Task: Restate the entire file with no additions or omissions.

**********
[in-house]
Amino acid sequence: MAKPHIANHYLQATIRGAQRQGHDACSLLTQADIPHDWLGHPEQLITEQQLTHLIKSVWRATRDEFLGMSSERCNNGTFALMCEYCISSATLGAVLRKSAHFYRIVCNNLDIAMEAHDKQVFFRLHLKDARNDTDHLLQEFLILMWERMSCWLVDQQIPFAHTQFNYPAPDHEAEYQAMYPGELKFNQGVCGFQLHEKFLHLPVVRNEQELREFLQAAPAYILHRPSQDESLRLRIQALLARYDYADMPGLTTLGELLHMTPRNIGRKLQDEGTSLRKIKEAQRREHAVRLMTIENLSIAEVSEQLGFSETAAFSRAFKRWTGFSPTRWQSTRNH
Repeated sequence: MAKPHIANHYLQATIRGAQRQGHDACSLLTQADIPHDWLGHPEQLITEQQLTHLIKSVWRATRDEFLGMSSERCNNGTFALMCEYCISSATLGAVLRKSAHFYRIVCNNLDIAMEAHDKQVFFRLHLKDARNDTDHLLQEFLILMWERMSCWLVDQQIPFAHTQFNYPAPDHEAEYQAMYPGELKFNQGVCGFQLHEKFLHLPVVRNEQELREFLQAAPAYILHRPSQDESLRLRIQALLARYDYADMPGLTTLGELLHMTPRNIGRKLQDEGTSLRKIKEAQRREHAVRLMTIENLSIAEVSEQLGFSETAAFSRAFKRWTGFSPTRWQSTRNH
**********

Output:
[in-house]
Amino acid sequence: MAKPHIANHYLQATIRGAQRQGHDACSLLTQADIPHDWLGHPEQLITEQQLTHLIKSVWRATRDEFLGMSSERCNNGTFALMCEYCISSATLGAVLRKSAHFYRIVCNNLDIAMEAHDKQVFFRLHLKDARNDTDHLLQEFLILMWERMSCWLVDQQIPFAHTQFNYPAPDHEAEYQAMYPGELKFNQGVCGFQLHEKFLHLPVVRNEQELREFLQAAPAYILHRPSQDESLRLRIQALLARYDYADMPGLTTLGELLHMTPRNIGRKLQDEGTSLRKIKEAQRREHAVRLMTIENLSIAEVSEQLGFSETAAFSRAFKRWTGFSPTRWQSTRNH
Repeated sequence: MAKPHIANHYLQATIRGAQRQGHDACSLLTQADIPHDWLGHPEQLITEQQLTHLIKSVWRATRDEFLGMSSERCNNGTFALMCEYCISSATLGAVLRKSAHFYRIVCNNLDIAMEAHDKQVFFRLHLKDARNDTDHLLQEFLILMWERMSCWLVDQQIPFAHTQFNYPAPDHEAEYQAMYPGELKFNQGVCGFQLHEKFLHLPVVRNEQELREFLQAAPAYILHRPSQDESLRLRIQALLARYDYADMPGLTTLGELLHMTPRNIGRKLQDEGTSLRKIKEAQRREHAVRLMTIENLSIAEVSEQLGFSETAAFSRAFKRWTGFSPTRWQSTRNH